How often do you hear people say, "I hate going to funerals." "Hospitals are depressing." Sometimes people are less charitable in explaining what makes them queasy. Those who are old, or sick, or dying are off limits. Folks even go so far as to say that they will hate THEMSELVES if they are less than the young and vigorous people they are today. In our recent collective discussion about the right to die, I felt so often that the conversation drifted off point. It no longer became a discussion about whether people should have control over end of life care. It turned into this discussion of "but she had SEIZURES. can you imagine?" Or, "I remember how my mom suffered and I wouldn't want to do that to anyone," or "it's so hard to watch someone you love deteriorate."

Yes, yes it is. And you owe them that, at least. You owe those you love the duty of witnessing their suffering and not turning away. You owe them that--the acknowledgment that the suffering belongs to them, and the promise that you will not deny their reality because it is hard. Those who are able should be able to decide how they want to go in a terminal illness situation. But let's not assume that they would all choose the same path. Let's not assume that they OWE us ANYTHING. You are not owed the opportunity to NOT witness suffering. You are not owed painless memories. There are people--in my own family--who have scores of disastrous seizures every single day of their lives and have for decades. There are people who cannot do many of the things that most of us think of as essential who are living full and meaningful lives--even if those lives involve suffering.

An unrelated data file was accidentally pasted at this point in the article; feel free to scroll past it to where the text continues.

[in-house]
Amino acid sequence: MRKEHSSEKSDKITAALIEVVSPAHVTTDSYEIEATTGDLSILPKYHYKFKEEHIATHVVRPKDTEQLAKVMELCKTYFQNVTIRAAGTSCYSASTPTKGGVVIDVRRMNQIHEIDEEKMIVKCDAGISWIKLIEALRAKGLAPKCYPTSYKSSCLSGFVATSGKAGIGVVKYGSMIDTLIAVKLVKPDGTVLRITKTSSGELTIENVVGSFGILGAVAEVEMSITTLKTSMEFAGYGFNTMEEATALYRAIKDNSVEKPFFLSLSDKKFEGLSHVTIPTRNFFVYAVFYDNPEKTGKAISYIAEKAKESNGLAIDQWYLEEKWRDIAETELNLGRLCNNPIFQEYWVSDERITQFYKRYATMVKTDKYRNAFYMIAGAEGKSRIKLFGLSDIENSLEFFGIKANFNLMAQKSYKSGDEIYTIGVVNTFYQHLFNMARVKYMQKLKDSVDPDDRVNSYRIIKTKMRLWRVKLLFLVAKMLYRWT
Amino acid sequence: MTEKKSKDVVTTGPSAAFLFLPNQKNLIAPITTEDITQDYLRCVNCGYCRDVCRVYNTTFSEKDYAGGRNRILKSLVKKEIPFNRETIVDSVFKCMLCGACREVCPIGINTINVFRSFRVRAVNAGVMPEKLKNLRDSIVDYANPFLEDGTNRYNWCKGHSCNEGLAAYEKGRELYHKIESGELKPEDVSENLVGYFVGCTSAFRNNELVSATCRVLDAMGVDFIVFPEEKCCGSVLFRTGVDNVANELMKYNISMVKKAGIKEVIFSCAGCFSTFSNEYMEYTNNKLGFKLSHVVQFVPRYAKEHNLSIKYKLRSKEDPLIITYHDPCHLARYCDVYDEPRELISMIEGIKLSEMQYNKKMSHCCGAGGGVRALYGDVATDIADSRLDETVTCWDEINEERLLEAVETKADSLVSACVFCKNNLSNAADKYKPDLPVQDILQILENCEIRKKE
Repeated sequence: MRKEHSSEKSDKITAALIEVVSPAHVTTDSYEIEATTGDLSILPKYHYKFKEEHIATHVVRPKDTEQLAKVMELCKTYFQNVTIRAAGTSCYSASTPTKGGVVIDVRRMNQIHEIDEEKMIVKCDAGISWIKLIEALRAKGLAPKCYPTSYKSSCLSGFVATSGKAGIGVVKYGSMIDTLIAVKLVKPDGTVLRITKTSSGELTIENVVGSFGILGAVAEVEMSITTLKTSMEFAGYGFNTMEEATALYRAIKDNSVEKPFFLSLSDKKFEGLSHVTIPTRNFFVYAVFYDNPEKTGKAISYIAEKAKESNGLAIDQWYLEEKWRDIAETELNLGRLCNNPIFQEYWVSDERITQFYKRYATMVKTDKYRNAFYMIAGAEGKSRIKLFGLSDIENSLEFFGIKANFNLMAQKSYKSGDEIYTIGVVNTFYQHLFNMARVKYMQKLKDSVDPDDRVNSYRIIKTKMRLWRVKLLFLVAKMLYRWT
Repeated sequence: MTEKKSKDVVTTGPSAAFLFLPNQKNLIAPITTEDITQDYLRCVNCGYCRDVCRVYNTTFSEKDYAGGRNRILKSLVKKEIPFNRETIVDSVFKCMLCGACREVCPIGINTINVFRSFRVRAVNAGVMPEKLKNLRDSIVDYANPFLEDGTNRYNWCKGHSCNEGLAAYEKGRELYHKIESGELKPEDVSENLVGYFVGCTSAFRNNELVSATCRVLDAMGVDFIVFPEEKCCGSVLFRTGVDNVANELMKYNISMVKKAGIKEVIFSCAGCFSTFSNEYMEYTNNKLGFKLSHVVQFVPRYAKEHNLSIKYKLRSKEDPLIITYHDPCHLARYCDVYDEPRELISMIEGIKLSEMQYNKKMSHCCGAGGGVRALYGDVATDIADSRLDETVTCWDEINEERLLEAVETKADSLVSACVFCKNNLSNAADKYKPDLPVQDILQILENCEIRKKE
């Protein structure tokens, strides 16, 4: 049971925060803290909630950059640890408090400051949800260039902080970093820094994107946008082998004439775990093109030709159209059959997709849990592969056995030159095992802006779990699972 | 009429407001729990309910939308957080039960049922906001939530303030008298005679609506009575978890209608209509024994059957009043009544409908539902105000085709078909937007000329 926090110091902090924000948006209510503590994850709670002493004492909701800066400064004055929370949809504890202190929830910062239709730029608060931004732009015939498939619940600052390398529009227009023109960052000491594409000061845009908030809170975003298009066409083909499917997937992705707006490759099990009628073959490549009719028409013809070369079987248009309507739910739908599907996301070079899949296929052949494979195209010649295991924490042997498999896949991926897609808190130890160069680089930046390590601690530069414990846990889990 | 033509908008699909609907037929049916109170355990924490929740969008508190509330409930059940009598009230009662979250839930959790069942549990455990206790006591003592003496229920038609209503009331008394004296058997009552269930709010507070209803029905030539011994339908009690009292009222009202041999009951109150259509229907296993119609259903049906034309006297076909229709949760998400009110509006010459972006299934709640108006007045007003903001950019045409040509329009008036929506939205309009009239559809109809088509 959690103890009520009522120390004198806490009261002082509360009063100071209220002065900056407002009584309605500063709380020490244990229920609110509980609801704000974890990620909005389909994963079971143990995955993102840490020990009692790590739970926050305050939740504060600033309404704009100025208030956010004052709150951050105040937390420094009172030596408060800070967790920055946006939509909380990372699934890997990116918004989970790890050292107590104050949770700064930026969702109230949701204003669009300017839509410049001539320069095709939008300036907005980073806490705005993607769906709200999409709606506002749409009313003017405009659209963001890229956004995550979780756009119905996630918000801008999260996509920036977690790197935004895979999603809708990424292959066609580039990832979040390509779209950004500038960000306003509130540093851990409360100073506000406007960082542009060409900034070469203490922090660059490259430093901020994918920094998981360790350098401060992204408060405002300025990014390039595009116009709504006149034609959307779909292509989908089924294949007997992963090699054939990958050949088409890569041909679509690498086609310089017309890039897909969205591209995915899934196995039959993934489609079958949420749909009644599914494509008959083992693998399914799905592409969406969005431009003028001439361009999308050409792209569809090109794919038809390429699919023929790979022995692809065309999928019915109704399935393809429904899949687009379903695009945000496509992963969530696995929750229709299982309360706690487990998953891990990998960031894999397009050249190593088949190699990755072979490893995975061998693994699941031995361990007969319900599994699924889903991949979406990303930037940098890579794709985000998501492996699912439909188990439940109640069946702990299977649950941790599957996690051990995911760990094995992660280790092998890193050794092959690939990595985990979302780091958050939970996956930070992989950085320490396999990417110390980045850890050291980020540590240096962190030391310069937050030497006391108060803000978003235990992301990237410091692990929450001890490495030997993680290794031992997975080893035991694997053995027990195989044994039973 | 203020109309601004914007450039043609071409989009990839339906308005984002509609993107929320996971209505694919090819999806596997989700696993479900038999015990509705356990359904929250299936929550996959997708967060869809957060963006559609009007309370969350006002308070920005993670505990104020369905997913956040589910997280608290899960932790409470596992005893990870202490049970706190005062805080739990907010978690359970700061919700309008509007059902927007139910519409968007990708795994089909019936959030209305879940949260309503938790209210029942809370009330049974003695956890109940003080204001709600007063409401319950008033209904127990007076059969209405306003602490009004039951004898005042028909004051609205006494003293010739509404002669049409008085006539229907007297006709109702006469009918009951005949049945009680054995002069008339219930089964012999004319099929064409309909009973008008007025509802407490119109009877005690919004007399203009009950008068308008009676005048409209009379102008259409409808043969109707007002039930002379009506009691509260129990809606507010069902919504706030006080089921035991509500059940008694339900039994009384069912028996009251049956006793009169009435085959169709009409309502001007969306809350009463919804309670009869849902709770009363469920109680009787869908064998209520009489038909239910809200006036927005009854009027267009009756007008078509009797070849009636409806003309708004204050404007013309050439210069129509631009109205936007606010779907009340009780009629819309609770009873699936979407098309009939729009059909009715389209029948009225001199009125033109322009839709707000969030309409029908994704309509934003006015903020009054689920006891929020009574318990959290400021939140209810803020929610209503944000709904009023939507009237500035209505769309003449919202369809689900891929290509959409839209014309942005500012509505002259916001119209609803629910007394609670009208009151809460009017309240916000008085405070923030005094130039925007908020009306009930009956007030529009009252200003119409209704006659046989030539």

When did we learn to turn away from suffering? Have we forgotten about Mother Theresa, holding the lepers' hands? I just don't understand.

This happens all too often within the cancer community--especially with breast cancer, when everyone on the outside seems to have decided that suffering is optional or just plain fictional. The societal pressure to act as if breast cancer is simply a rite of passage or a fashion show leads to some truly sad things for those who have or have had the disease. We get separated from one another. Not always, not everyone, but sometimes. Early stage women fear women with mets. Women who have not had recurrences do not want to hear from those who have. Women who are long-term survivors long to take credit for it, leaving those who died early on to suffer after death in the wake of a "lost battle." Women yearn for stories of hope and wish that those stories transferred onto them.

But I just want to say this.

If a woman is suffering through metastatic breast cancer, that is not about me. If a woman dies from breast cancer, that is not about me. If a woman has an early, estrogen-positive breast cancer and all she has to do is have surgery and go home, that is not about me. The existence of targeted treatments for non-TNBC cancers is not about me. Hormone markers are not about me. Nothing except my experience is about me. So, I can be happy for those who have survived a long time or who have access to treatments that don't apply to me or who avoided other treatments I had to take. I can sympathize and empathize with women who will have cancer the rest of their too-short lives. I can see that their suffering and sadness and fear is real and individual and tragic and I can feel a real human case of oh shit, I'm so sorry, for them. I do not fear them. I do not turn away. I do not refuse to read their stories. I do not look to others for reassurance that I will be ok--they don't know that, and neither do I. I can look to others for reassurance that the things I am experiencing are NORMAL, because sometimes it is hard to tell in the land of the truly abnormal. But I know that the only thing separating me from a woman who is dying of breast cancer is luck, and maybe, just maybe--time.